Yasukuni (film)

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Yasukuni (2007 Film).JPG
Movie Poster
Directed byLi Ying
Produced byLi Ying
Running time
120 minutes

Yasukuni (靖国) is a 2007 film made by Japan-resident[1] Chinese director Li Ying (simplified Chinese: 李缨; traditional Chinese: 李纓; pinyin: Lĭ Yīng). It took ten years to complete and had been screened at the Pusan International Film Festival 2007, World Cinema Competition Sundance Film Festival 2008 and Berlin Film Festival 2008.[1] It also won the best-documentary award at the Hong Kong International Film Festival.[2]

The film looks at the history of Yasukuni Shrine in Chiyoda, Tokyo, where more than 2 million of Japan's war dead are enshrined. More than 1,000 of them are war criminals convicted at the 1946–48 Tokyo tribunal, including 14 Class-A war criminals, Hideki Tōjō among them. The film shows not only the widely reported political incidents associated with the shrine, but also takes an in-depth look at the shrine's sword-making tradition, the Yasukuni sword being the film's underlying motif.[1] Interspersed with other scenes filmed at the shrine is serene footage of the last living Yasukuni swordsmith, 90-year-old Naoji Kariya, working on presumably his final creation.

Li Ying stated that the film was a joint Asian project—the editor was Japanese, as was the cameraman, who had a relative enshrined in Yasukuni.[1] The production received a ¥7.5 million subsidy from the Japan Arts Council in fiscal 2006.[3]

Despite the Japanese contribution, the film has generated strong responses in Japan. The first was from right-wing Japanese nationalists, who had the initial screenings in Tokyo Osaka to be dropped; one of theatre operators, Humax Cinema Inc., cited safety concerns for its staff.[2] The second was at a special preview on March 12, 2008 for Japanese legislators, arranged by Japan's Agency for Cultural Affairs, and initiated by a group of conservative ruling Liberal Democratic Party members, who questioned the film's objectivity, which is required to receive a public subsidy.[3] Those lawmakers, including Tomomi Inada, called for a boycott of the movie.[4] Third were claims by both Naoji Kariya[5][6][7] and Yasukuni Shrine,[8] that the film infringed their portrait rights. The Directors Guild of Japan expressed apprehension about possible infringement of freedom of expression, and as a result of the politicians' protests, only about ten theaters screened the movie—none in Tokyo.[9]

On April 3, 2008, a report from AFP indicated that some regional cinemas in Japan would go ahead with screening the film, defying pressure from nationalists. The Seventh Art Theatre in western Osaka planned to screen the film in May. The report did not identify the two cinema operators from Kyoto and Hiroshima which were mentioned as also planning to screen the same.[10]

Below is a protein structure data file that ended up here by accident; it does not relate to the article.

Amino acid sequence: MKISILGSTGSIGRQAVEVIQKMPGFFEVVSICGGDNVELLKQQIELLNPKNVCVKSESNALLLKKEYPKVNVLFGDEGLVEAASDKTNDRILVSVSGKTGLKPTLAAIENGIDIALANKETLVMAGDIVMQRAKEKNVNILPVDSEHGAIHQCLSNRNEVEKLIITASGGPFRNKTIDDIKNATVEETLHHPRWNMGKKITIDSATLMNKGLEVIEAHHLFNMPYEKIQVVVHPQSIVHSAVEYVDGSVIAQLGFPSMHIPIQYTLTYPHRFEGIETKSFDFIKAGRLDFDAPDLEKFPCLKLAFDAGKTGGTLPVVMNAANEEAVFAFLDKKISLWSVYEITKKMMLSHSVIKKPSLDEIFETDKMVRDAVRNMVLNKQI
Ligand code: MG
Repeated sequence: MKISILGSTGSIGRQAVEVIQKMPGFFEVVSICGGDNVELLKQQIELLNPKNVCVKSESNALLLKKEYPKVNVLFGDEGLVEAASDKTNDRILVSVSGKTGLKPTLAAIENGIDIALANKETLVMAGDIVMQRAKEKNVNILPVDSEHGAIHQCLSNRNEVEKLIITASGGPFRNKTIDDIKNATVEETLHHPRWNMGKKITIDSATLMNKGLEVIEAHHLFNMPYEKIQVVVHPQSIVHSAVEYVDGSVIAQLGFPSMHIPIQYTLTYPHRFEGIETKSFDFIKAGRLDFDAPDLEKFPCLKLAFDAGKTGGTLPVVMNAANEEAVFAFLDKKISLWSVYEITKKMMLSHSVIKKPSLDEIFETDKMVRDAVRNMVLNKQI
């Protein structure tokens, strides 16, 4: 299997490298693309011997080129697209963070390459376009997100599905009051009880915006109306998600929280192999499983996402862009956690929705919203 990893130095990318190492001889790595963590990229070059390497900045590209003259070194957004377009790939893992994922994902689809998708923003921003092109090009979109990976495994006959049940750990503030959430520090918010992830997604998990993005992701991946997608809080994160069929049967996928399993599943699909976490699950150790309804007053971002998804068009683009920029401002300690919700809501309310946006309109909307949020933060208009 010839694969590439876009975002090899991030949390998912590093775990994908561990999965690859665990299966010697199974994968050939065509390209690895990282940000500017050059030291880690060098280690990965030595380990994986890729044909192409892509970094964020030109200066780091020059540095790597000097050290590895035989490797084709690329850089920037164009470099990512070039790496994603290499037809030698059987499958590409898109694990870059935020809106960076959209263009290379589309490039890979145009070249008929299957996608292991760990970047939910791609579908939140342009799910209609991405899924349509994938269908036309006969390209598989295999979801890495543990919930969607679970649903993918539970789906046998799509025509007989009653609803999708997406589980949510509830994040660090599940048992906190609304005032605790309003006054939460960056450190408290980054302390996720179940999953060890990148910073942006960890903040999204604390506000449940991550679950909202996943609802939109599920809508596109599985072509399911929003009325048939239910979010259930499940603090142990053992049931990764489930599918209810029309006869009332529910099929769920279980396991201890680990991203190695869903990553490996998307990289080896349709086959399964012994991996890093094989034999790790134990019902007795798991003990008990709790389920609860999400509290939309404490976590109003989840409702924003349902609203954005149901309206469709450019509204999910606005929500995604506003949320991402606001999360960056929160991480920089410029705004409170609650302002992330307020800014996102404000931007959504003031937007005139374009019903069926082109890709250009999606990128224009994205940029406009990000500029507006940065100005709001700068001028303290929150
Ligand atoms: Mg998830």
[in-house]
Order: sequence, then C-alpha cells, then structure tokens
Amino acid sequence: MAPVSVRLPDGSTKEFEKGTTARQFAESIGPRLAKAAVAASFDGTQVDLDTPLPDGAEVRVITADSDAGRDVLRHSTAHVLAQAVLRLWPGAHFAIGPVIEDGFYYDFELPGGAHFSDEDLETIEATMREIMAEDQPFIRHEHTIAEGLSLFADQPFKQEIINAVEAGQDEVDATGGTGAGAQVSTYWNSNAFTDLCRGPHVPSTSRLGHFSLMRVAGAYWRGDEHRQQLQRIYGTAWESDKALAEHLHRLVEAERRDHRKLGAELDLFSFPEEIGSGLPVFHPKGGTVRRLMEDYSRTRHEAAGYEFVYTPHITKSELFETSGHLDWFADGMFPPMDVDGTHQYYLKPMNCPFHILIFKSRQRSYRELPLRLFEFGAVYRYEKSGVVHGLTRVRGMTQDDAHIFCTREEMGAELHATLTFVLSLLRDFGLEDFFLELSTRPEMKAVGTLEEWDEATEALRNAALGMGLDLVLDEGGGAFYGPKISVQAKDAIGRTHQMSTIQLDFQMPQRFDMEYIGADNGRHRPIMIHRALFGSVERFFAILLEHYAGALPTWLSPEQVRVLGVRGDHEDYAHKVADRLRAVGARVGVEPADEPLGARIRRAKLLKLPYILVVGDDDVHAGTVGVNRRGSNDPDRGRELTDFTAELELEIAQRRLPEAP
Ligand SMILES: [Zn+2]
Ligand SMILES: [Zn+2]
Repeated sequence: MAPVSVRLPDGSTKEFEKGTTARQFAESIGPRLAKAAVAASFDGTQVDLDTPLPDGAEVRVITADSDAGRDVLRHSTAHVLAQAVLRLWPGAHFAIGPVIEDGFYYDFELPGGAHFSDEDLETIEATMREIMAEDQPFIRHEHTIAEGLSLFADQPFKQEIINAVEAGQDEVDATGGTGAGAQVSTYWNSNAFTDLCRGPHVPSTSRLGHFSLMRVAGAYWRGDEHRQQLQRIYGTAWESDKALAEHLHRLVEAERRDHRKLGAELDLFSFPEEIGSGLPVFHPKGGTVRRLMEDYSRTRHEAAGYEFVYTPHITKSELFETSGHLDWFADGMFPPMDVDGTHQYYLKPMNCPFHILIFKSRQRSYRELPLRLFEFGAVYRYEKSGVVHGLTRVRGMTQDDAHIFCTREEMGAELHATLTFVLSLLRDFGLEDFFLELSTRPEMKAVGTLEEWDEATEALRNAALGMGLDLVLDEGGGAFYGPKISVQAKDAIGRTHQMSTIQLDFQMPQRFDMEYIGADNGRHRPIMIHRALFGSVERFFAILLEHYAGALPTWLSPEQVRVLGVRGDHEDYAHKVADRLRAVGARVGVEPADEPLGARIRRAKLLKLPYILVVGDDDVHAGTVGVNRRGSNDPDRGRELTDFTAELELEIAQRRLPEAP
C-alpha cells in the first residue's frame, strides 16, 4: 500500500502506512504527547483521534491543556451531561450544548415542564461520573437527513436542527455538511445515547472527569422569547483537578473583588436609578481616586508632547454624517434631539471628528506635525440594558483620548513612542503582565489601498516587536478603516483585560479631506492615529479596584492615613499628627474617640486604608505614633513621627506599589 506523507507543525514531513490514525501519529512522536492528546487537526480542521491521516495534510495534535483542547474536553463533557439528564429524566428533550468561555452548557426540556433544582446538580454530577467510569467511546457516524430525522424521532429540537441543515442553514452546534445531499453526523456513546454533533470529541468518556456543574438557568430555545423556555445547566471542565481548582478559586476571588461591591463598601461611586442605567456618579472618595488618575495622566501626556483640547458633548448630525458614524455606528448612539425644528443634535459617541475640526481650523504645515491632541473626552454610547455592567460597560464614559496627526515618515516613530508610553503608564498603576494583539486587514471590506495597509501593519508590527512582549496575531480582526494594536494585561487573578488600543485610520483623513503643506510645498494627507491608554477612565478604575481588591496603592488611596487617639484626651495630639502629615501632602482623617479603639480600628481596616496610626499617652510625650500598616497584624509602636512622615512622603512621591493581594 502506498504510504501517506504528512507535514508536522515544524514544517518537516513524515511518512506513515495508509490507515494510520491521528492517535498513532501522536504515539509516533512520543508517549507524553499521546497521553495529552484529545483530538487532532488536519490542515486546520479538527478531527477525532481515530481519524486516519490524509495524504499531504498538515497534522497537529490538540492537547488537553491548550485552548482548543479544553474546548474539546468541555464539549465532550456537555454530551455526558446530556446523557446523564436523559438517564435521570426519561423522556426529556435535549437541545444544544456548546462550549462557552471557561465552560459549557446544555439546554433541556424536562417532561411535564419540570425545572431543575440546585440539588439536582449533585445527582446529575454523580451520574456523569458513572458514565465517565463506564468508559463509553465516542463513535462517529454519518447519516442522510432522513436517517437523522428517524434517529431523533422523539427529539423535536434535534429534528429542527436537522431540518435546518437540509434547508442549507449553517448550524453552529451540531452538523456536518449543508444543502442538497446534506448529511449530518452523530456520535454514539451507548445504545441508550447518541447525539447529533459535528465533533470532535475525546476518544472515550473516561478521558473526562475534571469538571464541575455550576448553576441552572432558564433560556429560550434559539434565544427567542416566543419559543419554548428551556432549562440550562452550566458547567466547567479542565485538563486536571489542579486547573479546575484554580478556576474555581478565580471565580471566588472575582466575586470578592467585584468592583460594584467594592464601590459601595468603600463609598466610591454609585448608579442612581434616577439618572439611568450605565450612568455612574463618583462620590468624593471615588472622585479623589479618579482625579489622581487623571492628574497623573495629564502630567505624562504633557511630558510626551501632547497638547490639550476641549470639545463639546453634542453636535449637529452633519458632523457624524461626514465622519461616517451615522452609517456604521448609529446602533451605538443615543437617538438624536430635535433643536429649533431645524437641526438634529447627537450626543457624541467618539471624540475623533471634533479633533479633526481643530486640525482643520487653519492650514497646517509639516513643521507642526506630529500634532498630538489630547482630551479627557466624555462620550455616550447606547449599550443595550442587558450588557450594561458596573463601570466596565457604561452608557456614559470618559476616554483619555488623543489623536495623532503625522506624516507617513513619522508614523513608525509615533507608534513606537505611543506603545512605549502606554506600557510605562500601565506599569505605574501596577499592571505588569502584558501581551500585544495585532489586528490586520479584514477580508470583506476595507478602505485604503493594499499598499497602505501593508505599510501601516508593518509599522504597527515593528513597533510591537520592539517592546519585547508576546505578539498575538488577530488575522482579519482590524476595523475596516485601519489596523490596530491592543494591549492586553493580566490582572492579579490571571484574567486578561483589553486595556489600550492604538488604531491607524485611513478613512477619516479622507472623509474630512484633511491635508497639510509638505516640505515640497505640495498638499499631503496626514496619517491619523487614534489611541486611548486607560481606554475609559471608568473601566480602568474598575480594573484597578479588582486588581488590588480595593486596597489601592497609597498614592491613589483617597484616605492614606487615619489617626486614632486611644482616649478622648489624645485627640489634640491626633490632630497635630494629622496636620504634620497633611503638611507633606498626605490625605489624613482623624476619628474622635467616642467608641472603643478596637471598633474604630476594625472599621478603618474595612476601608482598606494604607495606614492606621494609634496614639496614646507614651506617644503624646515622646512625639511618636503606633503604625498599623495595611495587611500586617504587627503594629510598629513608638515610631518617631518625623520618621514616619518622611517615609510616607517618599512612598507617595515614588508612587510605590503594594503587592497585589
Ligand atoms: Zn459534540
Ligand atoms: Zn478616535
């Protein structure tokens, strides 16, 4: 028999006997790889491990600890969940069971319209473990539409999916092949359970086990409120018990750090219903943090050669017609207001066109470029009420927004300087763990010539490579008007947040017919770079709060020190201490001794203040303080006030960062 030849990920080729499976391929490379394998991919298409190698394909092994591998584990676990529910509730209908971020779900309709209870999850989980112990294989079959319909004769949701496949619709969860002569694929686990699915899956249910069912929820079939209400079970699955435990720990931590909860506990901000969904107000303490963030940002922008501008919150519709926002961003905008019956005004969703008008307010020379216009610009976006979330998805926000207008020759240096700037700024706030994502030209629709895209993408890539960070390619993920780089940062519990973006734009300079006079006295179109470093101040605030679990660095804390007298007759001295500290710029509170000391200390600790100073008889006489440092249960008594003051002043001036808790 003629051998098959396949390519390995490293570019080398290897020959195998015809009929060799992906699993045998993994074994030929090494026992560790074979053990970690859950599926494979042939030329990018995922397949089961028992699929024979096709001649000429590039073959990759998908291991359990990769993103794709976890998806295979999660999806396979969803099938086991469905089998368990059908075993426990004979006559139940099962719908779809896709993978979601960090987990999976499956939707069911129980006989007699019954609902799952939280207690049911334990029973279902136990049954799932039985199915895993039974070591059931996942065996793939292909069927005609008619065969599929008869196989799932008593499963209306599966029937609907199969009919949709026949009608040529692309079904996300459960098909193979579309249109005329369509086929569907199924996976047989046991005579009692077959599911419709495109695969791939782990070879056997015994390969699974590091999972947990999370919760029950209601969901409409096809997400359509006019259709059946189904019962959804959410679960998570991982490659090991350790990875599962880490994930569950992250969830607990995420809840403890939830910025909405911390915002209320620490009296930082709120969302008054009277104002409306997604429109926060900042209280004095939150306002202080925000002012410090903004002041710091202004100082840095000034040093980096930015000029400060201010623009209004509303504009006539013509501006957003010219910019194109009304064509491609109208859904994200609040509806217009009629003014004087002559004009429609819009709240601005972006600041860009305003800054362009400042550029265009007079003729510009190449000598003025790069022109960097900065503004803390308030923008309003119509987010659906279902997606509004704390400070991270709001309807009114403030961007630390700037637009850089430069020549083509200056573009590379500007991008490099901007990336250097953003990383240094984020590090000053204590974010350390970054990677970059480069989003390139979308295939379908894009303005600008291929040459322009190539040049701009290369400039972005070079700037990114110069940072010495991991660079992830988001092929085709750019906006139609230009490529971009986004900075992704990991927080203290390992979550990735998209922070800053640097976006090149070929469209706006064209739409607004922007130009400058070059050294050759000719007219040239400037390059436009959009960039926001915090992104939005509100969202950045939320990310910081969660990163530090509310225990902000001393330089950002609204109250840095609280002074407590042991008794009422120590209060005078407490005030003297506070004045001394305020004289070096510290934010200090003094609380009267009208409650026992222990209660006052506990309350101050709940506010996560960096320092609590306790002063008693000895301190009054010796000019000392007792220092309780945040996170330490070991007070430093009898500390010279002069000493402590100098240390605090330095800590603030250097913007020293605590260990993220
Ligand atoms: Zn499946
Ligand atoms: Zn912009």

The film finally debuted to the public in Japan on May 3, 2008, in Tokyo amidst tight police security. Yutada Okada, president of Argo Pictures, described the sold-out screening as safe and smooth. Movie-goers queued two hours before the first show. Feedback reported from the audience has been positive, describing the film as objective and anti-war, as well as enlightening Japanese citizens about the shrine itself.[11]


  1. ^ a b c d Mayumi Saito, Weekend Beat: Chinese filmmaker finds the swords of Yasukuni still sharp, Asahi Weekly, March 15, 2008, accessed April 2, 2008.
  2. ^ a b Japan govt, media groups concerned as shrine film pulled, Agence France-Presse, April 1, 2008, accessed April 2, 2008.
  3. ^ a b Tomoya Ishikawa, Cover Story: Picture this, Asahi Shimbun, March 28, 2008, accessed April 2, 2008.
  4. ^ Dancing with the Devil over Yasukuni, http://search.japantimes.co.jp/cgi-bin/fl20080408zg.html
  5. ^ Kouch Shinbun 2008-04-10"
  6. ^ Mainichi Shinbun 2008-04-11
  7. ^ Sankei Shinbun 2008-04-11
  8. ^ Content-certified mail of Yasukuni shrine to its film company Yasukuni shrine HP
  9. ^ More than 10 cinemas will screen Yasukuni, http://search.japantimes.co.jp/cgi-bin/nn20080405a1.html, No Tokyo theater will show Yasukuni film, http://search.japantimes.co.jp/cgi-bin/nn20080401f1.html
  10. ^ Some Japanese cinemas to show 'Yasukuni' film, Agence France-Presse, April 3, 2008. Retrieved April 4, 2008.
  11. ^ War shrine film opens in Tokyo amid tight security, Agence France-Presse, May 3, 2008. Retrieved May 5, 2008.

External links[edit]

  • "Controversial film reveals Yasukuni still taboo in Japan, stirs debate on free speech". Mainichi Shimbun. May 3, 2008. Archived from the original on 2008-05-06. Retrieved 2008-05-05.
  • Yasukuni on IMDb